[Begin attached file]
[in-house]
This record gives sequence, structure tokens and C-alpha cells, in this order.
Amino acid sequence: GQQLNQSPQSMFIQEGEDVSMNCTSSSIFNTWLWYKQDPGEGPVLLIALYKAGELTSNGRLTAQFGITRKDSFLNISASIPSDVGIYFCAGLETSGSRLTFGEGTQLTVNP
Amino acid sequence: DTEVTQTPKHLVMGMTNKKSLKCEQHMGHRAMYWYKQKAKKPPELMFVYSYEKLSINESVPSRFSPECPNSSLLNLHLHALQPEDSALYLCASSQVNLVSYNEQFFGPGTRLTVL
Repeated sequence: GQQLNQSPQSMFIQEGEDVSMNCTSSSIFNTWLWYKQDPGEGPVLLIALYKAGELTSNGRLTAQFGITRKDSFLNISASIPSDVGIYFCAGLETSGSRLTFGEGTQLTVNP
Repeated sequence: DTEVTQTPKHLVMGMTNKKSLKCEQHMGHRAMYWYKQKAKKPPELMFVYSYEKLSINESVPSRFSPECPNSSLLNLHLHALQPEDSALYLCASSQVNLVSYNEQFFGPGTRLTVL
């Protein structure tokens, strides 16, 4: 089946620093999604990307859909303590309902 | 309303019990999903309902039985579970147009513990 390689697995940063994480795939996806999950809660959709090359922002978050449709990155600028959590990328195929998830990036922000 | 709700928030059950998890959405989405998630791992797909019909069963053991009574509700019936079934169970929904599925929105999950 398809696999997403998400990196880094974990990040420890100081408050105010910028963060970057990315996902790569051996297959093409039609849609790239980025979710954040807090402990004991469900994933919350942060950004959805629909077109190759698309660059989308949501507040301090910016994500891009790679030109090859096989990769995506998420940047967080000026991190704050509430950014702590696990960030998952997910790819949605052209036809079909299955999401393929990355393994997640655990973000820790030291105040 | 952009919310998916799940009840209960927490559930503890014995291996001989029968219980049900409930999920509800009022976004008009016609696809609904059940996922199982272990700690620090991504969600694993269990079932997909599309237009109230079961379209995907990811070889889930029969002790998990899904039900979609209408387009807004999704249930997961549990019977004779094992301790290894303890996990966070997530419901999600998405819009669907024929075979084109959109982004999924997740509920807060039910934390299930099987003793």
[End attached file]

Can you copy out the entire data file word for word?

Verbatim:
[in-house]
This record gives sequence, structure tokens and C-alpha cells, in this order.
Amino acid sequence: GQQLNQSPQSMFIQEGEDVSMNCTSSSIFNTWLWYKQDPGEGPVLLIALYKAGELTSNGRLTAQFGITRKDSFLNISASIPSDVGIYFCAGLETSGSRLTFGEGTQLTVNP
Amino acid sequence: DTEVTQTPKHLVMGMTNKKSLKCEQHMGHRAMYWYKQKAKKPPELMFVYSYEKLSINESVPSRFSPECPNSSLLNLHLHALQPEDSALYLCASSQVNLVSYNEQFFGPGTRLTVL
Repeated sequence: GQQLNQSPQSMFIQEGEDVSMNCTSSSIFNTWLWYKQDPGEGPVLLIALYKAGELTSNGRLTAQFGITRKDSFLNISASIPSDVGIYFCAGLETSGSRLTFGEGTQLTVNP
Repeated sequence: DTEVTQTPKHLVMGMTNKKSLKCEQHMGHRAMYWYKQKAKKPPELMFVYSYEKLSINESVPSRFSPECPNSSLLNLHLHALQPEDSALYLCASSQVNLVSYNEQFFGPGTRLTVL
């Protein structure tokens, strides 16, 4: 089946620093999604990307859909303590309902 | 309303019990999903309902039985579970147009513990 390689697995940063994480795939996806999950809660959709090359922002978050449709990155600028959590990328195929998830990036922000 | 709700928030059950998890959405989405998630791992797909019909069963053991009574509700019936079934169970929904599925929105999950 398809696999997403998400990196880094974990990040420890100081408050105010910028963060970057990315996902790569051996297959093409039609849609790239980025979710954040807090402990004991469900994933919350942060950004959805629909077109190759698309660059989308949501507040301090910016994500891009790679030109090859096989990769995506998420940047967080000026991190704050509430950014702590696990960030998952997910790819949605052209036809079909299955999401393929990355393994997640655990973000820790030291105040 | 952009919310998916799940009840209960927490559930503890014995291996001989029968219980049900409930999920509800009022976004008009016609696809609904059940996922199982272990700690620090991504969600694993269990079932997909599309237009109230079961379209995907990811070889889930029969002790998990899904039900979609209408387009807004999704249930997961549990019977004779094992301790290894303890996990966070997530419901999600998405819009669907024929075979084109959109982004999924997740509920807060039910934390299930099987003793």